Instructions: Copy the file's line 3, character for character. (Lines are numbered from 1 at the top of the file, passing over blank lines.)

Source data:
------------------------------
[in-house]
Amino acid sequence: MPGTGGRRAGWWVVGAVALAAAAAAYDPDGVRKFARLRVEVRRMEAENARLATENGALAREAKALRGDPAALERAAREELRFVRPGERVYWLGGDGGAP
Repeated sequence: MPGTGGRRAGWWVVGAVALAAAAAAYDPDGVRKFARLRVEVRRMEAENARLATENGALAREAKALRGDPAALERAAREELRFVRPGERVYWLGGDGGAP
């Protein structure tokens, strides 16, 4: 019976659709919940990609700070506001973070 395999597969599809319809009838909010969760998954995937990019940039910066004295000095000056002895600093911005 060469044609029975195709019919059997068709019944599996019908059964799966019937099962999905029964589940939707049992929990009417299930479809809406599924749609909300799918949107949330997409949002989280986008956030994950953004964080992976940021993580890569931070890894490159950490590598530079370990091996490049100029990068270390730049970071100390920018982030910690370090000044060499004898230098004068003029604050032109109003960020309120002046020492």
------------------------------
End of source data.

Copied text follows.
Repeated sequence: MPGTGGRRAGWWVVGAVALAAAAAAYDPDGVRKFARLRVEVRRMEAENARLATENGALAREAKALRGDPAALERAAREELRFVRPGERVYWLGGDGGAP